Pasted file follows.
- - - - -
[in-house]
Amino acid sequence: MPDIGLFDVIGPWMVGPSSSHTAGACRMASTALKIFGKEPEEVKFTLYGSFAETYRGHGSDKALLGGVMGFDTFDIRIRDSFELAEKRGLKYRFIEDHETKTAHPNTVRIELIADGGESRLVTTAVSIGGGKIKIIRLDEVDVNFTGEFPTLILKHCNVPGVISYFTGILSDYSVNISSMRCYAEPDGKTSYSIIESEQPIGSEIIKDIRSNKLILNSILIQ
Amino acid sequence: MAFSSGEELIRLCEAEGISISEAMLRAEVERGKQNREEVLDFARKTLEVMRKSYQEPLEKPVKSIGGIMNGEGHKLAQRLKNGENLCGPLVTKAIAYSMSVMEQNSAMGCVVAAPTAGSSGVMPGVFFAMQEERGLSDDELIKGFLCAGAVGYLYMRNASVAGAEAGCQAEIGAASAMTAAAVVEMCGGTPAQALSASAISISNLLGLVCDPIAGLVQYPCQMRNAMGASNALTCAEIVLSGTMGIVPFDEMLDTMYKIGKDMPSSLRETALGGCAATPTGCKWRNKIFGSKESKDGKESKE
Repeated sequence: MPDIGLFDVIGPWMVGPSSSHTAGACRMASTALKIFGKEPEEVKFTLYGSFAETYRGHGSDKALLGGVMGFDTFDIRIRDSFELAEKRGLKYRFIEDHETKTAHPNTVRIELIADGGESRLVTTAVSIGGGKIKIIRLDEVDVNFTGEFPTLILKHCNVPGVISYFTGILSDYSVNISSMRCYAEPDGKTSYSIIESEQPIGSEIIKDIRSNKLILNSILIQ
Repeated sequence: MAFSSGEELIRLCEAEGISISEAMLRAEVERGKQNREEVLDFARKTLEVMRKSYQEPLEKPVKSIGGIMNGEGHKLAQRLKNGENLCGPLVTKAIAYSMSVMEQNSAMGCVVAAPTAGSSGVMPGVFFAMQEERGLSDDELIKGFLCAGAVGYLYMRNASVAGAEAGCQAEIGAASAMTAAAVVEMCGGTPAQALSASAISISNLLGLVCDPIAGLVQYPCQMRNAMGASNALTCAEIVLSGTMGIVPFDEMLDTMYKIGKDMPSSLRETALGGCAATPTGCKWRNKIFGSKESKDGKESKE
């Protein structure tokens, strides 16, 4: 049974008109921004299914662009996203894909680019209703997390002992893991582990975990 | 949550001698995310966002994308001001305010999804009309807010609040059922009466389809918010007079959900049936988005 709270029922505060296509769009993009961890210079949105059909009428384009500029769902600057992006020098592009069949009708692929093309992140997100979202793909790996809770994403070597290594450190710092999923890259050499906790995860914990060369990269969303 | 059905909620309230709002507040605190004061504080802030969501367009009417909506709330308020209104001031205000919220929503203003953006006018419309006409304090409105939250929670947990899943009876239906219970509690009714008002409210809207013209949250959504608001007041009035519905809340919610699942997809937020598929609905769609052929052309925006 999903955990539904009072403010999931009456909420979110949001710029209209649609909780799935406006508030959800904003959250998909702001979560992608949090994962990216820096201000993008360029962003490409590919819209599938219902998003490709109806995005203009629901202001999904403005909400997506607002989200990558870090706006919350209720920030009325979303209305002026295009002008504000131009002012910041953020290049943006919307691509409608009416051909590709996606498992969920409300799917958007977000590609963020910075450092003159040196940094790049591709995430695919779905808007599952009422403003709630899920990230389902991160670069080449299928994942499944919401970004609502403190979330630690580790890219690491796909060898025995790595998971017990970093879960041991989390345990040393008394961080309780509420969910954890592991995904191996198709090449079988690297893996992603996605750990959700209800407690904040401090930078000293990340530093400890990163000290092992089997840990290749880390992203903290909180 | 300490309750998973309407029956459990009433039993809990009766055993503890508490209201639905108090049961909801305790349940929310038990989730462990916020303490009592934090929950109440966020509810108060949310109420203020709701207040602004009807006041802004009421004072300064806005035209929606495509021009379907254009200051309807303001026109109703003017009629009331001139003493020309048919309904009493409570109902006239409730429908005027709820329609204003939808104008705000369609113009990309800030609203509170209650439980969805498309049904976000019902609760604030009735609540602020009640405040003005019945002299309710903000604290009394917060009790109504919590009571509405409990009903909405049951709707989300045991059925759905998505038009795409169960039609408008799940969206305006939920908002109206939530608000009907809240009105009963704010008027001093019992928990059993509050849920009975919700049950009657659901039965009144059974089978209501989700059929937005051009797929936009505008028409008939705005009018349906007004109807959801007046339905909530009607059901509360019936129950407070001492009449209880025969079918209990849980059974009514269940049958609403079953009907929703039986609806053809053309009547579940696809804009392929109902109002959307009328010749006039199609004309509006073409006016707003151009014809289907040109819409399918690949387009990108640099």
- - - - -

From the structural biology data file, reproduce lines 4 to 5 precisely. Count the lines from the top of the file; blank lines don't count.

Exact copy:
Repeated sequence: MPDIGLFDVIGPWMVGPSSSHTAGACRMASTALKIFGKEPEEVKFTLYGSFAETYRGHGSDKALLGGVMGFDTFDIRIRDSFELAEKRGLKYRFIEDHETKTAHPNTVRIELIADGGESRLVTTAVSIGGGKIKIIRLDEVDVNFTGEFPTLILKHCNVPGVISYFTGILSDYSVNISSMRCYAEPDGKTSYSIIESEQPIGSEIIKDIRSNKLILNSILIQ
Repeated sequence: MAFSSGEELIRLCEAEGISISEAMLRAEVERGKQNREEVLDFARKTLEVMRKSYQEPLEKPVKSIGGIMNGEGHKLAQRLKNGENLCGPLVTKAIAYSMSVMEQNSAMGCVVAAPTAGSSGVMPGVFFAMQEERGLSDDELIKGFLCAGAVGYLYMRNASVAGAEAGCQAEIGAASAMTAAAVVEMCGGTPAQALSASAISISNLLGLVCDPIAGLVQYPCQMRNAMGASNALTCAEIVLSGTMGIVPFDEMLDTMYKIGKDMPSSLRETALGGCAATPTGCKWRNKIFGSKESKDGKESKE